I've lived in Montana for 11 years now. It's been a big decade +1, including graduating from high school, college, coming "home" from grad school for breaks and summer, and my current job, where I met and married my husband. We now own a house and have a dog in Montana.
And when I travel and people ask me where I'm from, I say Montana. It has a kind of exotic, wild meaning to many people.
But when someone in Montana asks me where I'm from, I struggle to answer. In a state recently flooded with people from somewhere else, most of the Montana-native population puts a premium on being born and raised in the state; no matter how ridiculous that is. Apparently you don't "get" Montana if you haven't been here your entire life?
Anyway, I was born in Montana, in the state capital of Helena (Hell-en-a, NOT Hel-E-na). My family lived in Montana until I was 4, and moved back when I was 17. I've spent more time living in Montana than in Washington, where my parents are from. Where my husband is from. Where 95% of my family still resides.
So where am I from?
I'm driving to Eastern Washington today, to visit my sister in school at Washington State. To visit my grandparents. To visit my mom, who will join my dad in Pocatello in the fall. To visit my extended family. I miss them all. I also miss the landscape of open rolling fields, tidy farm towns and church steeples.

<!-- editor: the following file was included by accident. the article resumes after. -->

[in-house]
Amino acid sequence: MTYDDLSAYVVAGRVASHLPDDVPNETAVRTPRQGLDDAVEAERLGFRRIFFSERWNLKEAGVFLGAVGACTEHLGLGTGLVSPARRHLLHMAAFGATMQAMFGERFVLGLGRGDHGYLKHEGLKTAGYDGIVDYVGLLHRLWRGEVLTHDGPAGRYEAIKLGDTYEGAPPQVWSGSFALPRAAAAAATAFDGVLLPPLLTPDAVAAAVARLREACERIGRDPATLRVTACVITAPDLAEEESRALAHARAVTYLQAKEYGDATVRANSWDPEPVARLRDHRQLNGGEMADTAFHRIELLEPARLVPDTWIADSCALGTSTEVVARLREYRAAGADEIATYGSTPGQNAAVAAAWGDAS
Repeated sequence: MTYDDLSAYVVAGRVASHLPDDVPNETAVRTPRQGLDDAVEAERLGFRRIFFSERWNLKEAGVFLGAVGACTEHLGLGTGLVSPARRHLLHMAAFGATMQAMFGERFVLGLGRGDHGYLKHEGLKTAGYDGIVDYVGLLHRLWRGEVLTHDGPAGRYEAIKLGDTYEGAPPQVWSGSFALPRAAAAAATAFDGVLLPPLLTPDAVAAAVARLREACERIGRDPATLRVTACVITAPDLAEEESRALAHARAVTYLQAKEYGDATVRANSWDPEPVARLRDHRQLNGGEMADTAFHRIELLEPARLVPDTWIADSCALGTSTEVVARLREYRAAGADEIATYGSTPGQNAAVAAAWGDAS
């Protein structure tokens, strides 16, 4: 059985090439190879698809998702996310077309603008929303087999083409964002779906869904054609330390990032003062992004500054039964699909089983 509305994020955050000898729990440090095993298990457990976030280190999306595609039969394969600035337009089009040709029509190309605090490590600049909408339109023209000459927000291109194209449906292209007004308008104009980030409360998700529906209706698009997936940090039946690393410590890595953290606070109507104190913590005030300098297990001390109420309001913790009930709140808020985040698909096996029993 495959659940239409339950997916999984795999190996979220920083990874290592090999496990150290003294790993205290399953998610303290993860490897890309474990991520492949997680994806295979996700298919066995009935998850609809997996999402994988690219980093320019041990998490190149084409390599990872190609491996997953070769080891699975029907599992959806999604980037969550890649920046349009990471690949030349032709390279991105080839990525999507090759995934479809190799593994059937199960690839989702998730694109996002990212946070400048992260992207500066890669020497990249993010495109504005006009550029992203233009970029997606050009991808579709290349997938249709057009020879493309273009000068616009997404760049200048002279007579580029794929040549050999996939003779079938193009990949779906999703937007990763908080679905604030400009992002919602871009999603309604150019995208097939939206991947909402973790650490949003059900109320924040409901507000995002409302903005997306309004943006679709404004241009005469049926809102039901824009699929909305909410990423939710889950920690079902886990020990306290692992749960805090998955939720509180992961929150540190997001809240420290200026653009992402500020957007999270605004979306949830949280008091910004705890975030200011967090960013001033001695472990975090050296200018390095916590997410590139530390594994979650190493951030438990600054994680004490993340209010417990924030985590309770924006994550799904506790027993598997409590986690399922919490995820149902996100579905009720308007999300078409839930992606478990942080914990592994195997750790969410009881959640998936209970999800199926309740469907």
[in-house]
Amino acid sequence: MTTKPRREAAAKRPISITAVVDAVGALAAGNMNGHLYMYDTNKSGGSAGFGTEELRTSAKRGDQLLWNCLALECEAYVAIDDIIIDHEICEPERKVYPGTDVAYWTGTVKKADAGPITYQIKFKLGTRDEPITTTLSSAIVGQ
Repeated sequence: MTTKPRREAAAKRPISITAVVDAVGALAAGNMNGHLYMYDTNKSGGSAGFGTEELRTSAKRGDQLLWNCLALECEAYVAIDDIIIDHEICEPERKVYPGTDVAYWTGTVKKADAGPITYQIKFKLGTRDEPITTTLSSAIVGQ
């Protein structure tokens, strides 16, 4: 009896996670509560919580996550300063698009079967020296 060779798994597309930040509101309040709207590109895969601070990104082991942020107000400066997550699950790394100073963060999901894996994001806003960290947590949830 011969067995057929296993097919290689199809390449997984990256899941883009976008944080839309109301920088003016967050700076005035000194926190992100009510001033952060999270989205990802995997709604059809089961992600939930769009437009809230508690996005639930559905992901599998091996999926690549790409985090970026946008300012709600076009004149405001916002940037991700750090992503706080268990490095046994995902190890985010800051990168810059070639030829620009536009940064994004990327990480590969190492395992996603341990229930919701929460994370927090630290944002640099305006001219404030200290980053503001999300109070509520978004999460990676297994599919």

It sounds very Scarlet-about-Tara-in-Gone-With-The-Wind, but Eastern Washington is home for me. People and customs and cultures I know.
But, yet, I don't know. I visit and we'll gossip about the neighbors and there's always a point in the conversation when I get the "Oh Courtney, you know so-and-so!?"
To which I reply, "No, I don't think I do."
To which they reply "But he's your cousin!"
To which I reply, we're Catholic, I only know my first cousins; the remaining 3259867456 are unknown!"
It's a funny thing to have many places to call home, yet feel a little unrooted.